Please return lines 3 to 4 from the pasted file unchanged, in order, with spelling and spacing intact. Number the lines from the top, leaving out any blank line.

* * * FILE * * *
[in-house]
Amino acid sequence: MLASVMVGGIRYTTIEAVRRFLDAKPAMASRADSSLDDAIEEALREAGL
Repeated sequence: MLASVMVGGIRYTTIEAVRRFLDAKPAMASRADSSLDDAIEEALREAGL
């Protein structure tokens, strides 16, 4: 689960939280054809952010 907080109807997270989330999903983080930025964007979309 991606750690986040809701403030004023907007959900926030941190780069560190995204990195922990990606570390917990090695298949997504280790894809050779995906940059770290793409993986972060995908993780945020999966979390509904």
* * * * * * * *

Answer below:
Repeated sequence: MLASVMVGGIRYTTIEAVRRFLDAKPAMASRADSSLDDAIEEALREAGL
């Protein structure tokens, strides 16, 4: 689960939280054809952010 907080109807997270989330999903983080930025964007979309 991606750690986040809701403030004023907007959900926030941190780069560190995204990195922990990606570390917990090695298949997504280790894809050779995906940059770290793409993986972060995908993780945020999966979390509904």